Asian equities plunged Tuesday, as manic moves on Wall Street rippled across global markets a day ahead of the January FOMC meeting.
Japanese stocks slid more than 1.5%, prompting The Bank of Japan to step in for the second time in 2022. The BoJ purchased 70.1 billion yen of ETFs, the same amount the bank bought on January 14, which marked the first purchases since October.
The Topix closed in a correction (figure below), and is now back to levels seen prior to the leadership change.
Apparently, GPIF was buying too. A Tokyo-based trader told Bloomberg stocks the pension fund holds in size outperformed the index and traded on high volume. In 2020, the BoJ overtook GPIF to become the largest holder of domestic equities. I don’t know if that’s still the case.
In addition to Fed jitters and Ukraine concerns, Asian equities were forced to grapple with policy tightening from MAS (Singapore) and an extremely hot inflation read out of Australia.
Annual trimmed mean inflation Down Under jumped 2.6% in Q4, data out Tuesday showed (figure below). That was well more than the 2.3% consensus expected and exceeded the midpoint of the RBA’s target range for the first time in seven years.
That, in turn, seals the deal on an end to QE, and prompted traders to fully price an RBA hike for May.
Philip Lowe has been (extremely) reluctant to countenance market pricing for “early” rate hikes insisting, at various intervals, that policy rates may not rise until 2024. Plainly, that’s no longer tenable. The RBA will have to scrap its rates guidance entirely at the next meeting. It’s not credible anymore. “Risks are skewed to an earlier liftoff,” Deutsche Bank said. “May is possible.”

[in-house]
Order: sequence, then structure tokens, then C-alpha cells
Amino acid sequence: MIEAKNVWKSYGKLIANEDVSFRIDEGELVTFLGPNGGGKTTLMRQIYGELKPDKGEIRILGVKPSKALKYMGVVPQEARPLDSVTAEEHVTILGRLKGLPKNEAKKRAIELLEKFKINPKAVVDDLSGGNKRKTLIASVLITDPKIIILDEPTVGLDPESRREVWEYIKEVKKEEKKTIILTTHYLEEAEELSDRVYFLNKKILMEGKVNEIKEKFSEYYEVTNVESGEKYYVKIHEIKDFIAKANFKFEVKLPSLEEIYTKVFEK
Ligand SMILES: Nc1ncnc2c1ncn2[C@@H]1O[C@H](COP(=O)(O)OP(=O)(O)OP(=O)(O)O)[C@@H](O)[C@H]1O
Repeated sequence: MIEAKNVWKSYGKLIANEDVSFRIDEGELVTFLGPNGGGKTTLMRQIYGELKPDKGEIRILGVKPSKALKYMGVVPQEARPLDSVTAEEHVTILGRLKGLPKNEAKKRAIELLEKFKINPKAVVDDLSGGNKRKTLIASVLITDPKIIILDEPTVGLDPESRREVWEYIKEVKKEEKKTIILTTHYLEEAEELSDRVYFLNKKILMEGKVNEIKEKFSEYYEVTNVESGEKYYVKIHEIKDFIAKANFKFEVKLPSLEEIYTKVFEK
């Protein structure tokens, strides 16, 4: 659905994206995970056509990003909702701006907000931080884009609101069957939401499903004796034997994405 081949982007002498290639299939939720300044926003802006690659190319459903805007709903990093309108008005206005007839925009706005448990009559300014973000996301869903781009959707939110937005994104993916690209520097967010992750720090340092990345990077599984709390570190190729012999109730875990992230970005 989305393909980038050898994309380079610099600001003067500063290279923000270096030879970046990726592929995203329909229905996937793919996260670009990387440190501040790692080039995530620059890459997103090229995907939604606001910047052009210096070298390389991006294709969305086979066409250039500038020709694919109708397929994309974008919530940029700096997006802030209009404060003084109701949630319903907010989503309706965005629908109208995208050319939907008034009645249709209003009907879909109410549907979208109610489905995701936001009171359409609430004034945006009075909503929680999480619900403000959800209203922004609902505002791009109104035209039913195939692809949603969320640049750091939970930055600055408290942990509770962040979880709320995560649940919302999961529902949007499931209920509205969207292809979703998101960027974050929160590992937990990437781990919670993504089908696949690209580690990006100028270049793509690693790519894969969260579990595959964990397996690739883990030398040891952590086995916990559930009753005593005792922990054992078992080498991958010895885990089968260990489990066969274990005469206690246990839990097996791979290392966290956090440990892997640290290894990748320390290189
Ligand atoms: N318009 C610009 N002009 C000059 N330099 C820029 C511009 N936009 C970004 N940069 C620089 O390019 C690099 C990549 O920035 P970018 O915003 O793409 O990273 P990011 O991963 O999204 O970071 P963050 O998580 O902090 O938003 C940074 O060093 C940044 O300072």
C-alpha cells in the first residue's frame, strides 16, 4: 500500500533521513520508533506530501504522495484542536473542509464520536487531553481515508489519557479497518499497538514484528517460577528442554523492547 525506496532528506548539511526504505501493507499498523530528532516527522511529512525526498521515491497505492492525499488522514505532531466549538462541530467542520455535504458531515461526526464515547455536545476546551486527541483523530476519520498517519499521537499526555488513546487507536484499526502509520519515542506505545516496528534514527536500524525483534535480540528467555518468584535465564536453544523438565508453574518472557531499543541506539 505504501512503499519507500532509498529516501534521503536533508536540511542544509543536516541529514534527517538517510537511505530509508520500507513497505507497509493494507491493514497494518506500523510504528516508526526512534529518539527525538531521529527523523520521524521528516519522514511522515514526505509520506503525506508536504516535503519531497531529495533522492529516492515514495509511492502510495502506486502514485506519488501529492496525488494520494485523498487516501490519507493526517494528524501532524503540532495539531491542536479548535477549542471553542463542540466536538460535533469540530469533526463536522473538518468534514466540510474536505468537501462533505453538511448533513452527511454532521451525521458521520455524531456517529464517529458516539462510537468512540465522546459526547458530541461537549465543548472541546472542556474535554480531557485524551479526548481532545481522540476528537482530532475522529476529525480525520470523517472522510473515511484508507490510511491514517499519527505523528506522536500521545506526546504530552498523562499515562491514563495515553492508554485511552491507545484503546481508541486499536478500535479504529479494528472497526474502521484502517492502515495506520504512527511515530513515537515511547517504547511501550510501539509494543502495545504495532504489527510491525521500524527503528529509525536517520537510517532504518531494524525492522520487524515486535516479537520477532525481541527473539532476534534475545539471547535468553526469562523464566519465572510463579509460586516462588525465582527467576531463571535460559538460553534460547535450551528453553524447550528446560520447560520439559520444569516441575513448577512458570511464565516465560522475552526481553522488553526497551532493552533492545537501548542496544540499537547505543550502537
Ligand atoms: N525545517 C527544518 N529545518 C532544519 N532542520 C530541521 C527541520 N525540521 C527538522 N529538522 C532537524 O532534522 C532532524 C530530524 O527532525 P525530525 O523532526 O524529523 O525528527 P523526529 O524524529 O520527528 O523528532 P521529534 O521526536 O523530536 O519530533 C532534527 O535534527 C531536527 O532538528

Aussie stocks plunged, falling 2.5% to the lowest since May (figure below). “A fade-the-rally approach… looks the most reasonable plan of attack right now,” one analyst remarked, calling the inflation data “a bit of salt in the wound.”
It was the second 2% down day for Australian shares in three sessions and the third of the new year. New Zealand’s benchmark fell into a correction earlier this week.
More broadly, the MSCI AsiaPac index sat at its lowest levels since November of 2020. If you’re looking for bright spots, there aren’t many. South Korean shares, for example, are totally beset. After having the life sucked out of it by the LG Energy offering, the Kospi is down nearly 18% from highs seen in July. The Hang Seng is on the back foot again after attempting a rebound from a virtually uninterrupted plunge off levels reached in February 2021, just prior to escalating regulatory pressure from Beijing. And on and on.
As RBC’s Lori Calvasina told Bloomberg TV, “volatility is back.”